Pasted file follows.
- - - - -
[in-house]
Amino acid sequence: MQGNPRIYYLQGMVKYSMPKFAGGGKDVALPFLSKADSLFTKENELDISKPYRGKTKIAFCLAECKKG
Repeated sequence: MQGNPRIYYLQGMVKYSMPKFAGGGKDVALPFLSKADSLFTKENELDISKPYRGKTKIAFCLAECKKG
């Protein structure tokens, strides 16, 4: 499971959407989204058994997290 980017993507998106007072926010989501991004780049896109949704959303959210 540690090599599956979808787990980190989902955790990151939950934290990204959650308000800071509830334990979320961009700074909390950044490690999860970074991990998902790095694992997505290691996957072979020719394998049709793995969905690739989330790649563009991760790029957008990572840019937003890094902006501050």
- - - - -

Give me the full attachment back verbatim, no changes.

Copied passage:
[in-house]
Amino acid sequence: MQGNPRIYYLQGMVKYSMPKFAGGGKDVALPFLSKADSLFTKENELDISKPYRGKTKIAFCLAECKKG
Repeated sequence: MQGNPRIYYLQGMVKYSMPKFAGGGKDVALPFLSKADSLFTKENELDISKPYRGKTKIAFCLAECKKG
């Protein structure tokens, strides 16, 4: 499971959407989204058994997290 980017993507998106007072926010989501991004780049896109949704959303959210 540690090599599956979808787990980190989902955790990151939950934290990204959650308000800071509830334990979320961009700074909390950044490690999860970074991990998902790095694992997505290691996957072979020719394998049709793995969905690739989330790649563009991760790029957008990572840019937003890094902006501050």